Philippe Coquard’s Vineyard Reflections on a Difficult Spring
On May 4th, Philippe Coquard of Wollersheim Winery in Prairie Du Sac, Wisconsin commented on his spring 2012 vineyard experiences in the Wisconsin Grape Growers Association internet discussion forum. Coquard has one of the largest vineyards in Wisconsin at 27 acres and operates Wollersheim, the state’s largest winery, with his wife, Julie.
Philippe allowed Midwest Wine Press to print excerpts of his recent WGGA forum comments with the hope that other growers could learn from his experiences. For more information on the Wisconsin Grape Growers Association, please visit http://wigrapes.org. Here are Phillipe’s comments:
Hi all. I have been waiting to have better news and to share our experience here at Wollersheim Winery. Well it is not pretty!
What a strange year. 80% of the buds on Foch are fully opened with two leaves exposed. Go figure. Millot is late this year; thank God. And the whites are “more” normal with bud swelled to pink tips.
We have been battling frost since last Thursday (4/26) when we had 27 F at 10 feet and 26 F at 3 feet with the relative humidity at 40% and dew points from 14 F to 28 F. For frost protection, we have three wind machines, the frost dragon and some make shift heaters and fans and we still didn’t win the battle. Did we minimize the damage? We sure would like to think so. Three of us started our routine every night at 1 a.m. and went to until sun up. We kept on trying.
Did Kocide help ?? Like it has been said, it’s not proven. But did it hurt? No.
Sloped vineyards didn’t prove to be much better than flat land. Again go figure!
The only thing that appears to have made a significant difference is the training height. On our big, flat plateau, we have the two kinds of grapes side by side with a big wind machine located at the lowest point in order to “draw” the cold air down. Well, on the high trained side, we see 5% to 10% damage. On the low trained side, we see 60% damage. The results were the same on the slopes, the higher trained vine did better than the low trained.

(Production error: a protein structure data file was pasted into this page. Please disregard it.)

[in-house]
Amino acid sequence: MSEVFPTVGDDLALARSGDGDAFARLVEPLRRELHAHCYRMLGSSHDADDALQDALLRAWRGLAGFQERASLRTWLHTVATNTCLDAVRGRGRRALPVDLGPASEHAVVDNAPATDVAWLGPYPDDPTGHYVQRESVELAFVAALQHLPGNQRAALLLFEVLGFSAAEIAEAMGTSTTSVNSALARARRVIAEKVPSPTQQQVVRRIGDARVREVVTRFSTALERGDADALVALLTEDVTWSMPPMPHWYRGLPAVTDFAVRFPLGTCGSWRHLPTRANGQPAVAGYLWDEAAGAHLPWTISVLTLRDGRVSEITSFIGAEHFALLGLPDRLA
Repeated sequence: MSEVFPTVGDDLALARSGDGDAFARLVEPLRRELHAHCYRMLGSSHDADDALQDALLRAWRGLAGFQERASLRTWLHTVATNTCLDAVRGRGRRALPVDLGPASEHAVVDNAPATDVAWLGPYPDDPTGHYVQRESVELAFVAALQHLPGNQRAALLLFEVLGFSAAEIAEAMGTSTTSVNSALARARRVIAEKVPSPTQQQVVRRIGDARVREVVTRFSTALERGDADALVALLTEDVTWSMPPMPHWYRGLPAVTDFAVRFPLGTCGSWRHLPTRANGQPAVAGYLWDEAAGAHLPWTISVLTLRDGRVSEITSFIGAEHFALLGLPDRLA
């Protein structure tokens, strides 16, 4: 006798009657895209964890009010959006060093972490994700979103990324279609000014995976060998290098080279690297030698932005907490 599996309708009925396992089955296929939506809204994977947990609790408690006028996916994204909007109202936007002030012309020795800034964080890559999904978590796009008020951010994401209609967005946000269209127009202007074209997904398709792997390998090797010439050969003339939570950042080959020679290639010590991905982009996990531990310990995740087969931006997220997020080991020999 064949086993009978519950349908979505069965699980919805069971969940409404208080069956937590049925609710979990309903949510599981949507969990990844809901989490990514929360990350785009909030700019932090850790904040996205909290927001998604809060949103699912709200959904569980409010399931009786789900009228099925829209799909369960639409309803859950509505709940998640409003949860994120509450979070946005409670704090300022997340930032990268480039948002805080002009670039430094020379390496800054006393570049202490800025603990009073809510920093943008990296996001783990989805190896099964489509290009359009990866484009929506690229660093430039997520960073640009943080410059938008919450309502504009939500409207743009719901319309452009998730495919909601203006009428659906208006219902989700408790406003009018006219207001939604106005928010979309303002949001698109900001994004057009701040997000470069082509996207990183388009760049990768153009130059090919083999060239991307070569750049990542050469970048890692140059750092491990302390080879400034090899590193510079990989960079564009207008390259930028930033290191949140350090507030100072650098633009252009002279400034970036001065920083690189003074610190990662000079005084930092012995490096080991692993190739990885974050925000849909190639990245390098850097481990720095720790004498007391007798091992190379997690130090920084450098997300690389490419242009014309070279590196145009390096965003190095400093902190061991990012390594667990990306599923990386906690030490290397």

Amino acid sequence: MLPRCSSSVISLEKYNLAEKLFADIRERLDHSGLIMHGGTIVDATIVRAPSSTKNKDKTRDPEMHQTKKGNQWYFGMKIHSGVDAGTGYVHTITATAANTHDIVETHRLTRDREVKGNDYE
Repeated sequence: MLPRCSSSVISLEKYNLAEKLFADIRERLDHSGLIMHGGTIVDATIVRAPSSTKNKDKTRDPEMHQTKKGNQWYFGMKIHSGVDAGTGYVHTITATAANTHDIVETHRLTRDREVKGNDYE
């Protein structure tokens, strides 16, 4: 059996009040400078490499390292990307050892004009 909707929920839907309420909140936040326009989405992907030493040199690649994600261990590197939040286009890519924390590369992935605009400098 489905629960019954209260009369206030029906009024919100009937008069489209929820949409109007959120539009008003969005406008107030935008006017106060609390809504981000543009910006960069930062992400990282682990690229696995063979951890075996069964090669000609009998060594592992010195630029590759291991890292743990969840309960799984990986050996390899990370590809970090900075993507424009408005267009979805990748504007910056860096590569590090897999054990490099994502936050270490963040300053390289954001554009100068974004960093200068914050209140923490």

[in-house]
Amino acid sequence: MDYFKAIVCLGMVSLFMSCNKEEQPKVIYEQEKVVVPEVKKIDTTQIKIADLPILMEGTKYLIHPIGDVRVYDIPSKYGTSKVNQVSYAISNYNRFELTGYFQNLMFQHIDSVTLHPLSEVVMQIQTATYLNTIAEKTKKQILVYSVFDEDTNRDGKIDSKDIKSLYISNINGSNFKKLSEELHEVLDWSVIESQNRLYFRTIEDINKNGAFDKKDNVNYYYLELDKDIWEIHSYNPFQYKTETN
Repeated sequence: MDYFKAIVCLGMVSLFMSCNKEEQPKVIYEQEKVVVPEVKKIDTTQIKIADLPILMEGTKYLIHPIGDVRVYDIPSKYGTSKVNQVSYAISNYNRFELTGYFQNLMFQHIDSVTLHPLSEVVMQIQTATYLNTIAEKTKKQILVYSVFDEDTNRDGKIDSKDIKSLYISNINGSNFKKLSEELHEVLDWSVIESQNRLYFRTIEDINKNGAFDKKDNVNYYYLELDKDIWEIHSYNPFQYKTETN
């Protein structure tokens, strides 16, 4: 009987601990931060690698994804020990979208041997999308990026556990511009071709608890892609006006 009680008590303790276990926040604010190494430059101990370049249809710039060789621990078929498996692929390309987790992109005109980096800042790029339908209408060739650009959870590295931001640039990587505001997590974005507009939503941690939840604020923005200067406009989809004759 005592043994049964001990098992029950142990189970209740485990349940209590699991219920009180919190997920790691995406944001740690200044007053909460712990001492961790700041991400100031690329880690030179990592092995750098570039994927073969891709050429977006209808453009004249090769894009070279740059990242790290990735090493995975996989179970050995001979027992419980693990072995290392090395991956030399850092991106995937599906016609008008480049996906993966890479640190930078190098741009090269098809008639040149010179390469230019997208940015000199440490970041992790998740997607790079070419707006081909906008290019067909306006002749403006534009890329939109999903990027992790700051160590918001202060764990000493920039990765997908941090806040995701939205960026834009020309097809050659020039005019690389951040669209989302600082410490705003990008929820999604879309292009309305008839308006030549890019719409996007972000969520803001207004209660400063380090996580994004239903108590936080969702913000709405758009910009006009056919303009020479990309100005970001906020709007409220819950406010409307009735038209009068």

We do like the Frost Dragon. I will be purchasing a second one. I feel that it is more effective that the wind machine.
Now the numbers, which vary a lot from field to field, with the height of the vines, as well as with the age of the vine and bud stage. If I had to pick a number, I would say that we lost 40% of the buds. It is still early and other buds will push but I think that we will have lost 20% to 30% of the crop.
Flea beetles were bad this year; we never sprayed in the past but we have to now. Deer are already feeding. Yes, they’re feeding on the new shoots so in one week we fenced all 27 acres.
So who still wants to grow grapes? It hasn’t been an easy week but we will survive and still make the best possible wines with what we will harvest.
The whites will not have been touched by all the problems. Good thing for the ice wine and the brandy.
Thanks All. Talk soon.
Publisher’s Note: Midwest Wine Press visited Central and West Central Wisconsin vineyards during the week of May 7th. Foch and Edelweiss seemed to have the most freeze damage. (Foch has vinifera parentage that makes it less cold hardy than other cold climate vines.) However, frost damage to cold climate varietals was intermittent and seemed to depend greatly on vineyard location. Some vineyards on hilltops near the Wisconsin River and in the Driftless Region seemed to have escaped major freeze damage although some primary buds were clearly dead.